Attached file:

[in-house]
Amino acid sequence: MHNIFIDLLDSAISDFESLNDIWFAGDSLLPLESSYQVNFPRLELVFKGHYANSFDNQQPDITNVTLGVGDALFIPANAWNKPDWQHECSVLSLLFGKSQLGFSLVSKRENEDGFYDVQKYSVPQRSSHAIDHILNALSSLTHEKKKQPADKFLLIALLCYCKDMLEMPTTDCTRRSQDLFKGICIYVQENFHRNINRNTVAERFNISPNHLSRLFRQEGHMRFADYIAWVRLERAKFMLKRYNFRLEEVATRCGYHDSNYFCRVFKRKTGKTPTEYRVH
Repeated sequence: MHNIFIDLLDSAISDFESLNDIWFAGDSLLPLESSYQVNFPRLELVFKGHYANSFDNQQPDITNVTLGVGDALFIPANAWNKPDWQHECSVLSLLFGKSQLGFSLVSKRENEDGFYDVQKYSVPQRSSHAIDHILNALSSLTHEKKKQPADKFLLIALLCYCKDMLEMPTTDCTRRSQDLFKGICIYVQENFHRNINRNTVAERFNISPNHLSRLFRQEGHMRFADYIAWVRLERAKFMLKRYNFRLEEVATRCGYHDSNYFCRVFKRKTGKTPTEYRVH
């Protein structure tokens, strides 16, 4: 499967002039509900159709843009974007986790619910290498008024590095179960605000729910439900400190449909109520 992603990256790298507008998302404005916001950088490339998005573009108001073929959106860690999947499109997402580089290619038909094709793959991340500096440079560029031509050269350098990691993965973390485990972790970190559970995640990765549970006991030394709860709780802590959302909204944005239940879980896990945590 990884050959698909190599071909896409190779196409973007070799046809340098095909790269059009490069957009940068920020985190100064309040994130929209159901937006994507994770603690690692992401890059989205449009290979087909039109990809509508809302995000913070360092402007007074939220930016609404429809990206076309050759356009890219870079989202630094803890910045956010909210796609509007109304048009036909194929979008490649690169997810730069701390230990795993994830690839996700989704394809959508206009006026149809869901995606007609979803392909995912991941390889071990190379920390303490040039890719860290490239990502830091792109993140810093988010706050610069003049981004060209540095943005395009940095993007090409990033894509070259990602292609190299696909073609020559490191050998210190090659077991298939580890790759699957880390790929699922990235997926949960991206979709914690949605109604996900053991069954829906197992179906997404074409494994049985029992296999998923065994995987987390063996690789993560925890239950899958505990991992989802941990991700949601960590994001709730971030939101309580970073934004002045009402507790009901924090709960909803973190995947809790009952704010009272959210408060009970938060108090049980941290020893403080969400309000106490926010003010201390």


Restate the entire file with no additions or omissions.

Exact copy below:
[in-house]
Amino acid sequence: MHNIFIDLLDSAISDFESLNDIWFAGDSLLPLESSYQVNFPRLELVFKGHYANSFDNQQPDITNVTLGVGDALFIPANAWNKPDWQHECSVLSLLFGKSQLGFSLVSKRENEDGFYDVQKYSVPQRSSHAIDHILNALSSLTHEKKKQPADKFLLIALLCYCKDMLEMPTTDCTRRSQDLFKGICIYVQENFHRNINRNTVAERFNISPNHLSRLFRQEGHMRFADYIAWVRLERAKFMLKRYNFRLEEVATRCGYHDSNYFCRVFKRKTGKTPTEYRVH
Repeated sequence: MHNIFIDLLDSAISDFESLNDIWFAGDSLLPLESSYQVNFPRLELVFKGHYANSFDNQQPDITNVTLGVGDALFIPANAWNKPDWQHECSVLSLLFGKSQLGFSLVSKRENEDGFYDVQKYSVPQRSSHAIDHILNALSSLTHEKKKQPADKFLLIALLCYCKDMLEMPTTDCTRRSQDLFKGICIYVQENFHRNINRNTVAERFNISPNHLSRLFRQEGHMRFADYIAWVRLERAKFMLKRYNFRLEEVATRCGYHDSNYFCRVFKRKTGKTPTEYRVH
């Protein structure tokens, strides 16, 4: 499967002039509900159709843009974007986790619910290498008024590095179960605000729910439900400190449909109520 992603990256790298507008998302404005916001950088490339998005573009108001073929959106860690999947499109997402580089290619038909094709793959991340500096440079560029031509050269350098990691993965973390485990972790970190559970995640990765549970006991030394709860709780802590959302909204944005239940879980896990945590 990884050959698909190599071909896409190779196409973007070799046809340098095909790269059009490069957009940068920020985190100064309040994130929209159901937006994507994770603690690692992401890059989205449009290979087909039109990809509508809302995000913070360092402007007074939220930016609404429809990206076309050759356009890219870079989202630094803890910045956010909210796609509007109304048009036909194929979008490649690169997810730069701390230990795993994830690839996700989704394809959508206009006026149809869901995606007609979803392909995912991941390889071990190379920390303490040039890719860290490239990502830091792109993140810093988010706050610069003049981004060209540095943005395009940095993007090409990033894509070259990602292609190299696909073609020559490191050998210190090659077991298939580890790759699957880390790929699922990235997926949960991206979709914690949605109604996900053991069954829906197992179906997404074409494994049985029992296999998923065994995987987390063996690789993560925890239950899958505990991992989802941990991700949601960590994001709730971030939101309580970073934004002045009402507790009901924090709960909803973190995947809790009952704010009272959210408060009970938060108090049980941290020893403080969400309000106490926010003010201390």